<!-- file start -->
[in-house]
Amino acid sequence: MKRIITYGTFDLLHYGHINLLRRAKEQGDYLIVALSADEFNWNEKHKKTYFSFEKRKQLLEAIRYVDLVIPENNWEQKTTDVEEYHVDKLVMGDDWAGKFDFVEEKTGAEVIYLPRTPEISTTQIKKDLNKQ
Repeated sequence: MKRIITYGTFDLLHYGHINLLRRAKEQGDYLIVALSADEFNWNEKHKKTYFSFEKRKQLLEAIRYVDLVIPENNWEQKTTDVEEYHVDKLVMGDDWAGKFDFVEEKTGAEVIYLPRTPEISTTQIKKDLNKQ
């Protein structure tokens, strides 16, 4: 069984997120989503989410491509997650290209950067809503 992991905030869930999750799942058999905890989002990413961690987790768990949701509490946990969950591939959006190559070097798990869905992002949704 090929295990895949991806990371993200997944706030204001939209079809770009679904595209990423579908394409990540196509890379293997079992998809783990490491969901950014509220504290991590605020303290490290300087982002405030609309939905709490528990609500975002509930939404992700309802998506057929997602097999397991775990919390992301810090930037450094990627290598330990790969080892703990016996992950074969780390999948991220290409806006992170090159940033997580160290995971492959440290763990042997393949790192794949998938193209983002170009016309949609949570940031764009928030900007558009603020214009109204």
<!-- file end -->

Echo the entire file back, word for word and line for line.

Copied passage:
[in-house]
Amino acid sequence: MKRIITYGTFDLLHYGHINLLRRAKEQGDYLIVALSADEFNWNEKHKKTYFSFEKRKQLLEAIRYVDLVIPENNWEQKTTDVEEYHVDKLVMGDDWAGKFDFVEEKTGAEVIYLPRTPEISTTQIKKDLNKQ
Repeated sequence: MKRIITYGTFDLLHYGHINLLRRAKEQGDYLIVALSADEFNWNEKHKKTYFSFEKRKQLLEAIRYVDLVIPENNWEQKTTDVEEYHVDKLVMGDDWAGKFDFVEEKTGAEVIYLPRTPEISTTQIKKDLNKQ
């Protein structure tokens, strides 16, 4: 069984997120989503989410491509997650290209950067809503 992991905030869930999750799942058999905890989002990413961690987790768990949701509490946990969950591939959006190559070097798990869905992002949704 090929295990895949991806990371993200997944706030204001939209079809770009679904595209990423579908394409990540196509890379293997079992998809783990490491969901950014509220504290991590605020303290490290300087982002405030609309939905709490528990609500975002509930939404992700309802998506057929997602097999397991775990919390992301810090930037450094990627290598330990790969080892703990016996992950074969780390999948991220290409806006992170090159940033997580160290995971492959440290763990042997393949790192794949998938193209983002170009016309949609949570940031764009928030900007558009603020214009109204």